Will the money spoil his message?

By Joan Vennochi, Globe Columnist, 2/4/2000

ow hard is it to flush out campaign contributions when you bash the system that allows them to flourish? It's not as hard as you might think - as long as people see you as a winner.

The more difficult issue for Arizona Senator John McCain may be this: How much money can you take and from whom and still claim to be a proponent of campaign finance reform?

In all of 1999, McCain raised less than $14 million. After he beat Texas Governor George W. Bush in New Hampshire, McCain, the candidate for campaign reform, raised more than $741,000 over the Internet. His traditional fund-raising apparatus is kicking in as well. Like all campaigns, the heart of McCain's fund-raising effort beats around a small group of influential business people who believe in the candidate, heart, soul, and wallet.

In Boston, for example, the group includes Marshall Carter, chairman and chief executive officer for State Street Bank, who is also on McCain's national finance committee. He co-hosted two fund-raisers for McCain - one last month with Hale and Dorr lawyer Ernest Klein and one in September with Fidelity executive David Weinstein - that raised $100,000.

This week, Carter mailed out 627 fund-raising letters around the country on McCain's behalf. The missive, seeking contributions of $1,000, praises the candidate as a patriot and hero, a ''solid pro-business Republican,'' and ''a president who can make us proud.'' The letter mentions McCain's support for campaign finance reform but doesn't dwell on it.

Like McCain, Carter hails from a military family, and the two served in Vietnam. Their shared background is an obvious connection, but Carter says his reasons for supporting McCain go beyond that. The most important: McCain's character and leadership capabilities.

Clearly, character and campaign finance reform are strong themes in McCain's quest. But it's a lot harder to sell campaign finance reform to the kind of people national campaigns need most - business people with lots of money to contribute. When McCain talks about money's corrosive influence on politics, the little people cheer. What about people with big bucks and big agendas to go with them?

Can he continue to talk about it and still raise money? And if he does, can he keep the reformer message that made him a winner in New Hampshire? Carter believes he can. He says he agrees with McCain's goal ''of limiting all candidates to limits which force them to appeal to broader constituencies.'' As a McCain supporter, he says he wants only one thing: ''I am looking for this country to be led by people we can be proud of.''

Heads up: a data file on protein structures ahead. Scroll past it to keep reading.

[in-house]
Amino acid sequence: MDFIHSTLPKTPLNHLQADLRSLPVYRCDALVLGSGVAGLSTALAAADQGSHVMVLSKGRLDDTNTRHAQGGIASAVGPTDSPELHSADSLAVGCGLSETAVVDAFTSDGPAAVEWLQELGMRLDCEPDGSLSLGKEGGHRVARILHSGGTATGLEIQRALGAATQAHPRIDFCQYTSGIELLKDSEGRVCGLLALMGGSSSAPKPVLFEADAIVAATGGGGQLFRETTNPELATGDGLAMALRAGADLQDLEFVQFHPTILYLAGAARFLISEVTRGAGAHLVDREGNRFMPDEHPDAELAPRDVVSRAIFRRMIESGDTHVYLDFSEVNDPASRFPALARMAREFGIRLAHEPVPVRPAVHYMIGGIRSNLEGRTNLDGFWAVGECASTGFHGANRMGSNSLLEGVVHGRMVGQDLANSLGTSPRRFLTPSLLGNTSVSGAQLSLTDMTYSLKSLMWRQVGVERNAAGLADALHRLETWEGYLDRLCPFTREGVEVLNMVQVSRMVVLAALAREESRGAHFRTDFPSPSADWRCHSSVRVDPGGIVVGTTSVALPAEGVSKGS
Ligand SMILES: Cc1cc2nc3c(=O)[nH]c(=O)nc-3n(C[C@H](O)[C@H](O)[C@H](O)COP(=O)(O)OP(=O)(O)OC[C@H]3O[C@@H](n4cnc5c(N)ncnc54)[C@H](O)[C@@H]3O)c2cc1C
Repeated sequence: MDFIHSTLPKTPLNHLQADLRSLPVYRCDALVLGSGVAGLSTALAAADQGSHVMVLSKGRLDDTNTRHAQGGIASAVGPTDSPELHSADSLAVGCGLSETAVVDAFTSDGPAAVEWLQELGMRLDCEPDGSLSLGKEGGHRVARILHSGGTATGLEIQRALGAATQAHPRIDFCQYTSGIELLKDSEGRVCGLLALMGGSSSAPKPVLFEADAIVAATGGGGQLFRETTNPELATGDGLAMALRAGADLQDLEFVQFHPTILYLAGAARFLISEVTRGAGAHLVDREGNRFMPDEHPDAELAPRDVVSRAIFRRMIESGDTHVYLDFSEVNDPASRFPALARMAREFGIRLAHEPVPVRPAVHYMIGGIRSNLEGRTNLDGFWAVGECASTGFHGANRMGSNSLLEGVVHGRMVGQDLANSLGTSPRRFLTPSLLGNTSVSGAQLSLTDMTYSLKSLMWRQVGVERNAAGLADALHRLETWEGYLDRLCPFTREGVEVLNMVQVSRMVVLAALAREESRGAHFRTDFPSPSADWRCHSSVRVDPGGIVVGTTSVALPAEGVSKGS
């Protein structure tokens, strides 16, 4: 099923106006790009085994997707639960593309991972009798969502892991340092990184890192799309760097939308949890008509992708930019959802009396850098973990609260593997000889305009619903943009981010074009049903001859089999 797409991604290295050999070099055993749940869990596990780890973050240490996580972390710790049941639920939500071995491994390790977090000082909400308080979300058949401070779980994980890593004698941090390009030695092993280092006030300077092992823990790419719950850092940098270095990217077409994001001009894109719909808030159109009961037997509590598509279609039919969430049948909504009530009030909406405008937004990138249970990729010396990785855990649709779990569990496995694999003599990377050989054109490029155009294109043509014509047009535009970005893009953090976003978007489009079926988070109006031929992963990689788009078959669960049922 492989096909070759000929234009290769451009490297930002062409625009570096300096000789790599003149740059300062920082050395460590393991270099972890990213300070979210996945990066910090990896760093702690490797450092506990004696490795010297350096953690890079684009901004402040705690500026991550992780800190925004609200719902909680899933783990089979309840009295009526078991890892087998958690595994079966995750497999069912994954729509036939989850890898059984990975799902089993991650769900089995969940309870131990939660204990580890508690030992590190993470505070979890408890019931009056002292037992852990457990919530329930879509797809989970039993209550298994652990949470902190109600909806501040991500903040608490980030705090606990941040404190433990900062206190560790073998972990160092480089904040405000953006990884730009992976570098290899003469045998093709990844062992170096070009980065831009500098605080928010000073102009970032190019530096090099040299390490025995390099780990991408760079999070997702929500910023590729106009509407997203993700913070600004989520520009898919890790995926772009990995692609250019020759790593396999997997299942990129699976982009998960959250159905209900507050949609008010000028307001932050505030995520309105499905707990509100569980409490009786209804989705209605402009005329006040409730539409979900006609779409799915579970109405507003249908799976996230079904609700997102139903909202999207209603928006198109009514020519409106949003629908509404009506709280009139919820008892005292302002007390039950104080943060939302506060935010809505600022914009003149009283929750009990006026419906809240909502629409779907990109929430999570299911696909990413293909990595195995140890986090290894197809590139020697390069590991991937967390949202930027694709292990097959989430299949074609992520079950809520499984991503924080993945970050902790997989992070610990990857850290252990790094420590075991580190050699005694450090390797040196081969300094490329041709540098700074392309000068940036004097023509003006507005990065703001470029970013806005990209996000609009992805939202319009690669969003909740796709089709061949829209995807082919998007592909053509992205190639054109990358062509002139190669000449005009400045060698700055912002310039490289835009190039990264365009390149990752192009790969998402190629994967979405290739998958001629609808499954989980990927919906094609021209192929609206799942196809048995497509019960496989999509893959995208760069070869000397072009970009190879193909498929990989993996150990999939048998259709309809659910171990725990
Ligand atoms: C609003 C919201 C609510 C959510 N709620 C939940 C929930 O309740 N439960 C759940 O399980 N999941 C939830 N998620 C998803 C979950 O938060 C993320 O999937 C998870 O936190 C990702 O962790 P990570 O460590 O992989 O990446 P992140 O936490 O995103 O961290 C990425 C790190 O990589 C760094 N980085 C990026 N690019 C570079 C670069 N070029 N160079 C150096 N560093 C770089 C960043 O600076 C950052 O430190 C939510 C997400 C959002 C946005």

But the forces opposing McCain will push hard to paint him as an equivocator, a hypocrite, and worse. An article in yesterday's Wall Street Journal detailed the senator's extensive record of deciding how the federal government should or shouldn't regulate business and whose interests he represented in each decision.

More is sure to come, including a repackaging of the so-called Keating Five scandal and any and all access McCain has provided to financial services, telecommunications interests, and anyone else who has come before the Senate Commerce Committee, which he chairs.

So far McCain's reply has been an acknowledgement that to some degree he too is tarnished by the system he wants to change. But at some point, he will have to tell us plainly where and when he drew the line between money, access, and influence.

Up until now, the smart Republican money has been with Bush. He raised nearly $70 million last year and started 2000 with $31 million in the bank. Bay State businessman Joe O'Donnell, a Massachusetts finance cochairman for the Bush campaign, contends that, post-New Hampshire, ''a small amount of fickle money'' might go to McCain. But, he says, ''The smart money stays with George W. - it's Bush versus Gore.''

Right now, the McCain campaign doesn't care if the money is smart, stupid, fickle, or just scared the senator might beat the huge odds against him and win - as long as it comes in.

The candidate has no choice. He needs money to keep his campaign alive. For those who like him mostly because of his campaign reform message: Can it stay alive with the candidate?

Joan Vennochi is a Globe columnist.